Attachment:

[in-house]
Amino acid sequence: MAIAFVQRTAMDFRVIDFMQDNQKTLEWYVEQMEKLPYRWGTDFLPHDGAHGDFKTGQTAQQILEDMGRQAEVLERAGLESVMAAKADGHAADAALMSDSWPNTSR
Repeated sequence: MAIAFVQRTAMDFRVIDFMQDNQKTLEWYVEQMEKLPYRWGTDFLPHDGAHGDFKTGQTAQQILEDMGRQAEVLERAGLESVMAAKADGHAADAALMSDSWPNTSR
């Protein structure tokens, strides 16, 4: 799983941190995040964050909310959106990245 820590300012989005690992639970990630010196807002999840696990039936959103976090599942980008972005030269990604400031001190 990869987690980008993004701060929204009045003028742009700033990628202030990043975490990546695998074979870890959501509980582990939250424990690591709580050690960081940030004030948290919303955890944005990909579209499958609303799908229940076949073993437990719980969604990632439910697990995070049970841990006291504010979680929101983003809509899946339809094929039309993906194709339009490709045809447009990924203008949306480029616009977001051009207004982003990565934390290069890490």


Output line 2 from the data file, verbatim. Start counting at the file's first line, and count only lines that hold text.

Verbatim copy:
Amino acid sequence: MAIAFVQRTAMDFRVIDFMQDNQKTLEWYVEQMEKLPYRWGTDFLPHDGAHGDFKTGQTAQQILEDMGRQAEVLERAGLESVMAAKADGHAADAALMSDSWPNTSR